When we put a medical expert on the witness stand to testify in support of our claim of medical carelessness and medical malpractice, it is critical that our expert be qualified. That often means that he will have gone through four years of medical school, done an approved residency training, maybe even did an additional year or two of specialized fellowship and then went into private practice.
It is often critical that our expert is board-certified in the field of medicine that the doctor we have sued is a specialist in. If you have sued a surgeon, it's often necessary to bring in a board certified surgeon to testify.
Simply because a physician holds a minority opinion about specific treatment does not prohibit him from testifying.
For example, if you go to five different doctors for an opinion and four of them tell you you have a specific problem and then give you recommendations about how to treat that problem and then you go to a fifth doctor who tells you “No, you don't have that problem...you have a totally different problem and should be treated this way.”
Even though the last doctor that you saw did not agree with the other four doctors and how they would treat you, does not necessarily mean that the fifth doctor is wrong. Especially if he is still within the standard of care.
That is why a medical expert who testifies about the standard of care that is different than all the other experts, is still permitted to testify even though he may not be in the majority of physicians who believe that.
Just because those four other doctors would have diagnosed you with a particular problem and treated you for that problem does not necessarily mean that they are 100% correct.
It is actually up to the jury to determine whether the injured victim has shown that they are more likely right than wrong that what they are claiming is true.
Keep in mind, I am not saying that is acceptable to bring in a doctor who's talking about alternative medicine and wacky, off-the-wall types of treatments.
Instead, I am talking about having a well-qualified expert be able to support their conclusions based upon known scientific studies and data.
The jury must then determine which medical experts they believe.
The number of experts that are brought in by either side is not the determining factor about whether they should be believed. Instead, it is the substance of what they are talking about that is critical. The jury is the only one to make that determination.
Let's say we bring in an expert general surgeon to testify in a case involving a failure to diagnose a perforated colon. He may testify that a perforated colon during this type of abdominal surgery is a known and recognized risk of the procedure. However, it is the failure to recognize that perforation postoperatively, based upon the patient's complaints, that rises to the level of violations of the basic standards of medical care.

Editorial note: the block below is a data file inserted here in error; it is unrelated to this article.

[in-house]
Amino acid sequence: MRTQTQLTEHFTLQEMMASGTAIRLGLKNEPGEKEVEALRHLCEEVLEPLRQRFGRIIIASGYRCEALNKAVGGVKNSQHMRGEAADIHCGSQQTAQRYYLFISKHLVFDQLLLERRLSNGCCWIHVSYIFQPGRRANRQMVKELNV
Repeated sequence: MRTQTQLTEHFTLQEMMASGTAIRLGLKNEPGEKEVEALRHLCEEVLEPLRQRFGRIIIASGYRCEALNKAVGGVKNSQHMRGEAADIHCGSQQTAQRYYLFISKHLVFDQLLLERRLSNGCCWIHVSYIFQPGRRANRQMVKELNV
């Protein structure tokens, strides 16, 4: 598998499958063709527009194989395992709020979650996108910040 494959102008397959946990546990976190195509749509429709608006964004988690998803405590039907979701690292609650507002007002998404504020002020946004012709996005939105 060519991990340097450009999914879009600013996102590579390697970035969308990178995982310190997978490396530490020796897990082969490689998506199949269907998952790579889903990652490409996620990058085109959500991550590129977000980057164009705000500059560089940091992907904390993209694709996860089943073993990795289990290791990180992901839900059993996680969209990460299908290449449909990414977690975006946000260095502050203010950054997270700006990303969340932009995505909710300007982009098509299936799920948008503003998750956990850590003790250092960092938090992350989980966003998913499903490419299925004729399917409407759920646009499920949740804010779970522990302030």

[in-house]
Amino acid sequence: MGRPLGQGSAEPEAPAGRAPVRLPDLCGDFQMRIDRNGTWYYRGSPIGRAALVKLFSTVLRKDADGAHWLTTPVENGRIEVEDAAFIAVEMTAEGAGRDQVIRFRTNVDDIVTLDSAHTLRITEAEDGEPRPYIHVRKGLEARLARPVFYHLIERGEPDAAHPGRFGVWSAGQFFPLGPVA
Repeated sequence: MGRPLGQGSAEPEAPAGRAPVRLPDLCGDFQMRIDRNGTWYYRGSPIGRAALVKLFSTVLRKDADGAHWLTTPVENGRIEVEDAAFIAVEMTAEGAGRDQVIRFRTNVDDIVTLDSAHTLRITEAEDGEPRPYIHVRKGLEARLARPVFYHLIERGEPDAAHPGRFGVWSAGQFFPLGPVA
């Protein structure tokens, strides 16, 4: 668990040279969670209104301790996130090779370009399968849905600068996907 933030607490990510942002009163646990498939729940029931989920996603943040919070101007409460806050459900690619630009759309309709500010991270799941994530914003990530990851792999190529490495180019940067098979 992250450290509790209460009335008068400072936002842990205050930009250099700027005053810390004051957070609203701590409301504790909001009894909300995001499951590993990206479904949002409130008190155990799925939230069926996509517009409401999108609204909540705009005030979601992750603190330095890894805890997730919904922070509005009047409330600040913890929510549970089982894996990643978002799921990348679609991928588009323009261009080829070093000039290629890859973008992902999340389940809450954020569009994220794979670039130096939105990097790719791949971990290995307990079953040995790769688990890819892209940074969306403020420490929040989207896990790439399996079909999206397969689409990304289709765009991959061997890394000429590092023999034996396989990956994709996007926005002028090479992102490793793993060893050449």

The defense experts may simply argue that a bowel perforation during abdominal surgery is a known recognized risk. They may also claim that it is not a violation from the standard of care to not recognize it in the postoperative recuperation period.
A medical expert might even be ridiculed by the defense attorney during cross examination for his opinion especially if it is within the minority opinion and minority school of thought.
I have often had this philosophical discussion with people who question how can a jury who are not doctors, determine which of the experts are correct?
The jury members are not physicians and do not have medical knowledge and expertise of the various doctors who are coming in to testify. If you have diametrically opposed opinions and conclusions about the same set of facts, how then can they make an educated decision about who is right and who is wrong?
The reality is that the jury does not have to sit for weeks upon weeks to determine with 100% certainty who is right and who is wrong. Instead, they only have to determine whether the injured victim is more likely right than wrong. If they are evenly divided, then the judge will tell them they must rule in favor of the defense.
If however, the scales of justice tip ever so slightly in favor of the injured victim, let's say 50.1%, then the jury is required to give a verdict in favor of the injured victim.
Of those lawsuits that are brought by injured victims in New York, the majority of those are settled prior to trial. Of those cases that are not settled and go to a jury verdict during trial, the majority of those trials are won by the doctors and hospitals. That's a fact.
If you have never had an opportunity to sit in and observe a real trial, I highly encourage you to do so.
It's free. It's open to the public. You can go any day of the week. Simply walk into the courthouse and ask the court officer if there any active trials going on. If there are, walk into a courtroom sit down and take it all in. The most exciting part of observing a medical malpractice trial is usually cross examination of a medical expert. You can feel the tension. It is a remarkable process.
Go into the Bronx County courthouse on Grand Concourse Ave. Go into the NY County Courthouse at 60 Centre Street in Manhattan. Visit the Queens County courthouse at 88-11 Sutphin Blvd. in Jamaica, Queens. Go into the Kings County courthouse at 360 Adams Street in Brooklyn. If you live on Long Island, go to Mineola and visit the Nassau County courthouse. There's one in every county.
Having a qualified medical expert to testify in support of your case is not only critical but absolutely required to show to the court and to the jury that you have a valid basis for a case. Unlike other types of accident cases and car accident matters, medical malpractice cases are required to have medical experts confirm that we have a valid case. Then, at trial, those medical experts are required to testify in our behalf.
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